There’s a squirrel marinating in my fridge.
It’s sitting in a bowl of water and white vinegar because apparently that’s supposed to do something, or so he tells me. The fridge smells faintly of vinegar now.
And I’m wondering: how exactly am I supposed to cook this small parcel of bone and meat?
I knew he’d shot it before he walked in the door, when I watched him park against the curb in front the sidewalk that leads to our front door. He headed to the side of the house first, before heading back for his shotgun and shells and coming in the front.
I didn’t see it until Sunday morning, when I opened the fridge and saw it floating in a vinegar bath. He says it looked mean, with sharp rodent teeth.
I’m thinking it won’t taste too gamey if I slow cook it in tomato soup. That’s the best plan I’ve come up with so far. I don’t exactly have a lot of experience in cooking squirrels.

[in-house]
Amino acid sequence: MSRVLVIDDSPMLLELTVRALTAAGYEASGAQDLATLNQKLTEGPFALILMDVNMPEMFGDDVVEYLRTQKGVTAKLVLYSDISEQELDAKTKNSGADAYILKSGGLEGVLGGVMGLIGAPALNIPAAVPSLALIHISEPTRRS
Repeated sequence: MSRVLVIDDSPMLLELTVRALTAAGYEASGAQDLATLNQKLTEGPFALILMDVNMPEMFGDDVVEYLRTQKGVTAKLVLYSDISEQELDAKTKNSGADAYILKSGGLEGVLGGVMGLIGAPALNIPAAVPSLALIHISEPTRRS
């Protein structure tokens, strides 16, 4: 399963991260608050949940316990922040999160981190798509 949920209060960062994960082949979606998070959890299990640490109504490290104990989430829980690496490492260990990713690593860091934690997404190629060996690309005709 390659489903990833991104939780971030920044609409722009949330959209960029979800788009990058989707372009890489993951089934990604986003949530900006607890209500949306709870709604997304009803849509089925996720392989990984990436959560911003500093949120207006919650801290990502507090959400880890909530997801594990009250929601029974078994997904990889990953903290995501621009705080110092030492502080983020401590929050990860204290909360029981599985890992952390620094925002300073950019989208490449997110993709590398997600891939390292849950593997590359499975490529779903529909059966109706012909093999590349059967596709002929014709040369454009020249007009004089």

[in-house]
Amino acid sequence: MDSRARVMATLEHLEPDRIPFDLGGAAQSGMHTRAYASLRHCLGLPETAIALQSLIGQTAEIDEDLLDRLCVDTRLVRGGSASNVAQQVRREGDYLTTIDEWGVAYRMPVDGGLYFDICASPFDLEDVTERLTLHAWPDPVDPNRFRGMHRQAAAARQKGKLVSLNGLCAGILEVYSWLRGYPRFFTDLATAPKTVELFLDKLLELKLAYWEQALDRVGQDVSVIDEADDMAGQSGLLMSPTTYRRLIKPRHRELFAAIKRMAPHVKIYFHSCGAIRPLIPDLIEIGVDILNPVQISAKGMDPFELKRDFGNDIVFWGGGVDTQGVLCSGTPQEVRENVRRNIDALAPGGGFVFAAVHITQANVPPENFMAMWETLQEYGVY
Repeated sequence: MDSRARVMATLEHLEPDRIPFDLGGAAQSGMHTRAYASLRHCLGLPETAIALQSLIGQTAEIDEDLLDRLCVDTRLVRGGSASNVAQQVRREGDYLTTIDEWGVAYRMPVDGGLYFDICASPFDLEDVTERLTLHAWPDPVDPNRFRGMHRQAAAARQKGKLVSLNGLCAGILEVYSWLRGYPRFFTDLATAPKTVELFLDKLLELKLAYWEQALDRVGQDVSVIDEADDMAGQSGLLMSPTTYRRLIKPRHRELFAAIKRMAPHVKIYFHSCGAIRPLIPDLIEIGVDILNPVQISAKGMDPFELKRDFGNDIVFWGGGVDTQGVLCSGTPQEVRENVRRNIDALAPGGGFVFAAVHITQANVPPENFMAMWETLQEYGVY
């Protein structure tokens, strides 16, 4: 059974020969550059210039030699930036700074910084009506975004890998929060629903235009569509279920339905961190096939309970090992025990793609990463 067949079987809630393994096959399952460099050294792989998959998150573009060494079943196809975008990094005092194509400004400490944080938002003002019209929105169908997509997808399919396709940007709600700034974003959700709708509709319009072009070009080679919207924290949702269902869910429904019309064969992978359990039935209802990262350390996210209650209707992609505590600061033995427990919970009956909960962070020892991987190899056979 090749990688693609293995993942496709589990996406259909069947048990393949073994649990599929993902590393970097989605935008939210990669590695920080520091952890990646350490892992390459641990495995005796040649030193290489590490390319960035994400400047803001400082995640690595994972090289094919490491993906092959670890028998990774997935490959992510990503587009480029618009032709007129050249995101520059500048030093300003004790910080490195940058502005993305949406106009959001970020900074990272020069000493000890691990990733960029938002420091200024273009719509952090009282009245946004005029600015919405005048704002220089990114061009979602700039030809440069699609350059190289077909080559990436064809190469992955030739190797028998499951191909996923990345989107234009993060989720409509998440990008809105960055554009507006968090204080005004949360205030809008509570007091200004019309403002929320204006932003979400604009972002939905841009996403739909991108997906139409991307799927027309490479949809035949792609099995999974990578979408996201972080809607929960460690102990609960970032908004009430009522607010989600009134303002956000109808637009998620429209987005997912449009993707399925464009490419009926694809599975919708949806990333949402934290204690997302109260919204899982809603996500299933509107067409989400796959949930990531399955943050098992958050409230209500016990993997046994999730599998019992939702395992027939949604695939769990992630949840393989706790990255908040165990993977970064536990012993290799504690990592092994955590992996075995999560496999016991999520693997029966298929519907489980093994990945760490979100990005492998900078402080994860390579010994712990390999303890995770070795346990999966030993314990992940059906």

But I expect I will before the year is out.
He’s talking of midweek hunting trips now, of getting in as much hunting as he can while the weather’s nice and before the season ends. He’s scouting for a deer spot, too, while he’s gone.
And he carries flash cards of crime theories with him into the woods, the strange melding of the western Pennsylvania blood that flows in his veins and the academia that’s taken over his mind and our lives of late.
And so our days go on as October turns to November and the last leaves hang tight to branches in the cold wind. He fills his hours often late into the night with words and theories and numbers that make no sense to me when I read them off his study guide. I fill mine with municipal meetings and playing with ferrets and yoga on Tuesday nights.
He carries flash cards everywhere he goes. I have lambs’ ears and black-eyed susans under by desk in plastic bags, gifts from a coworker’s overgrown garden to my under-planted one.
But I’m still looking for tips on cooking squirrel.